However, whilst a large number of clubs will be fretting over the winter holiday, one club which would probably have been happy to play through the harsh weather is Dinamo Moscow. Five games into the new season, after netting just a single league goal and suffering defeat in every match, Sergei Silkin stepped down to be replaced by Dan Petrescu, the former Kuban boss with a growing reputation in Russia and abroad after keeping the Krasnodar club in the top flight and taking unfancied Unirea Urziceni to the Romanian title and Champions League group stage, where they finished a respectable 3rd. That the club dissolved after his departure due to horrific mismanagement by his replacements merely amplifies his Petrescu’s achievements.

Petrescu took the reins at Dinamo with the club facing a dire situation, staring down the barrel of a relegation fight unthinkable for one of Russia’s biggest sides, even if they haven’t lifted the title in recent memory. The start was slow, the odd victory coupled by previously unexpected defeats, but at the end of September the club began to turn a corner. Helped in part by Alan Dzagoev’s red card assault on Luke Wilkshire, Dinamo beat rivals CSKA 2-0 in the nominal ‘away’ fixture between the two ground-sharing sides, and the relief looked tangible.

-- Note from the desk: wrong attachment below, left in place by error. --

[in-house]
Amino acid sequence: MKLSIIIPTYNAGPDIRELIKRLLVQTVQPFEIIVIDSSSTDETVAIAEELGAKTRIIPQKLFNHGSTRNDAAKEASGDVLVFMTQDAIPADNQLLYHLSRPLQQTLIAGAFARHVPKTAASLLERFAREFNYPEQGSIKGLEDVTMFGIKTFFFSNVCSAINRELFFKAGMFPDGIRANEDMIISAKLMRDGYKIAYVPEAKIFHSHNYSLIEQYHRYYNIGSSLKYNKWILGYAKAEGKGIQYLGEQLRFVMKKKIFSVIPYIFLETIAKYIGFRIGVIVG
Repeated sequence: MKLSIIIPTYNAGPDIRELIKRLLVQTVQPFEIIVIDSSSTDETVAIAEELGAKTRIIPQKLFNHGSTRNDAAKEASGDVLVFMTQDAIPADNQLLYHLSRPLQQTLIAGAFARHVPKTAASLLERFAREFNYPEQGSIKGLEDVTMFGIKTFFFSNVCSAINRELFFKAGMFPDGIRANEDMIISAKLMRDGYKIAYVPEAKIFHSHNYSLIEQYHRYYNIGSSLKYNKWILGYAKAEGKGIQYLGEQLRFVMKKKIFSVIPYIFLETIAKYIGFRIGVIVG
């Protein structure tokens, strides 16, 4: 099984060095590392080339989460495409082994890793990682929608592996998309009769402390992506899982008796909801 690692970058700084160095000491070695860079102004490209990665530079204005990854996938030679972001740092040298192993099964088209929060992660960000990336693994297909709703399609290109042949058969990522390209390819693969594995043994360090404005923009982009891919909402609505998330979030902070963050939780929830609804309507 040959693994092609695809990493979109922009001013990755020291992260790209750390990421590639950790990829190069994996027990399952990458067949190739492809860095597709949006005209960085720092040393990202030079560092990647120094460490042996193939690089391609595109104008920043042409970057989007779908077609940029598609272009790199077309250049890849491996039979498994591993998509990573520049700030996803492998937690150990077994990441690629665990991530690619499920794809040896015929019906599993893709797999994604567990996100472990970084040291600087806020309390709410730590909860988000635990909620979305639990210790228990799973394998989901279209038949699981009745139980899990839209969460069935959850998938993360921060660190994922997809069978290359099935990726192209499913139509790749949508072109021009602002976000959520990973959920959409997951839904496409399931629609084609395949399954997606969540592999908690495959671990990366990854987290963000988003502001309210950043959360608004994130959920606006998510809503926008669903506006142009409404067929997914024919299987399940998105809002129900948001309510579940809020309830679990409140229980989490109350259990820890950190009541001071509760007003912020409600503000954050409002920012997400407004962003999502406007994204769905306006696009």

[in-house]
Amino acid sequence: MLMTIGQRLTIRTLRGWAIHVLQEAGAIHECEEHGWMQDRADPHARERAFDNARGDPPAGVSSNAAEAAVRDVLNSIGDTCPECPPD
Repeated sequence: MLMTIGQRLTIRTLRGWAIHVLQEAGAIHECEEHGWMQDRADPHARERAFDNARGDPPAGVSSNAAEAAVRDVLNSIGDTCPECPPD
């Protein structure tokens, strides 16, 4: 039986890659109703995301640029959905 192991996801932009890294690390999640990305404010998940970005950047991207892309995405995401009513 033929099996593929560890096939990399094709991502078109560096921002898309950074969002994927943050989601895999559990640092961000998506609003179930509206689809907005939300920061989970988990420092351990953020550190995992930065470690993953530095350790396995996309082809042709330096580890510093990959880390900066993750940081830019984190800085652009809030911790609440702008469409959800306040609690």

Since the win over CSKA, Petrescu and his staff has launched what has the potential to be one of the finer rescue acts the Russian league has seen. Following on from the win at Arena Khimki, Dinamo have lost just two of the nine league games which followed, Anzhi and Krasnodar the only teams to fend off the resurgent club. In addition to making progress in the cup by beating First Division side Khimki, Dinamo have won all seven of the other games they have played in that time. Most recently, a 5-1 away demolition of Spartak which cost Unai Emery his job, a 3-0 win over notoriously tough to beat Rubin and a 2-1 victory at high-flying Terek have impressed the fans, whilst the 3-0 default win awarded over Zenit after the flare-throwing incident has only aided their cause.